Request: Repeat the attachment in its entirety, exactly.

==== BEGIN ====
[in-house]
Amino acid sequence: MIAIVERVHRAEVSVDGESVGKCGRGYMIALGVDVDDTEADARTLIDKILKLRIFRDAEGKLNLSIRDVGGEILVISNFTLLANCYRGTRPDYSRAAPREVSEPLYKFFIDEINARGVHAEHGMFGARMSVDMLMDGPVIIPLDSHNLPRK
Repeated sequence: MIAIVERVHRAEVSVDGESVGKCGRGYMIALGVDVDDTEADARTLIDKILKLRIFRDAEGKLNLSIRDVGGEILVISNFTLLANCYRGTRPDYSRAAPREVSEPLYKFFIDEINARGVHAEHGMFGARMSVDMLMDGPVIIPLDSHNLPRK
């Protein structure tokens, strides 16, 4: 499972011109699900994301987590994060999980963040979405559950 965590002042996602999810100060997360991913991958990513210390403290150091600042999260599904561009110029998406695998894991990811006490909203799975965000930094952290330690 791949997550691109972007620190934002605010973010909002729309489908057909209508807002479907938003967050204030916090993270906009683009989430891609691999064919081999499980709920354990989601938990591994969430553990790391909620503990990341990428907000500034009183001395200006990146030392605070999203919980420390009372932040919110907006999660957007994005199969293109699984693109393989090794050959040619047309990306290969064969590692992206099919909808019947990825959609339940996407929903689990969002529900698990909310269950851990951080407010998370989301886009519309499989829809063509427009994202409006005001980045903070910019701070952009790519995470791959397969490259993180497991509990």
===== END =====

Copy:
[in-house]
Amino acid sequence: MIAIVERVHRAEVSVDGESVGKCGRGYMIALGVDVDDTEADARTLIDKILKLRIFRDAEGKLNLSIRDVGGEILVISNFTLLANCYRGTRPDYSRAAPREVSEPLYKFFIDEINARGVHAEHGMFGARMSVDMLMDGPVIIPLDSHNLPRK
Repeated sequence: MIAIVERVHRAEVSVDGESVGKCGRGYMIALGVDVDDTEADARTLIDKILKLRIFRDAEGKLNLSIRDVGGEILVISNFTLLANCYRGTRPDYSRAAPREVSEPLYKFFIDEINARGVHAEHGMFGARMSVDMLMDGPVIIPLDSHNLPRK
């Protein structure tokens, strides 16, 4: 499972011109699900994301987590994060999980963040979405559950 965590002042996602999810100060997360991913991958990513210390403290150091600042999260599904561009110029998406695998894991990811006490909203799975965000930094952290330690 791949997550691109972007620190934002605010973010909002729309489908057909209508807002479907938003967050204030916090993270906009683009989430891609691999064919081999499980709920354990989601938990591994969430553990790391909620503990990341990428907000500034009183001395200006990146030392605070999203919980420390009372932040919110907006999660957007994005199969293109699984693109393989090794050959040619047309990306290969064969590692992206099919909808019947990825959609339940996407929903689990969002529900698990909310269950851990951080407010998370989301886009519309499989829809063509427009994202409006005001980045903070910019701070952009790519995470791959397969490259993180497991509990």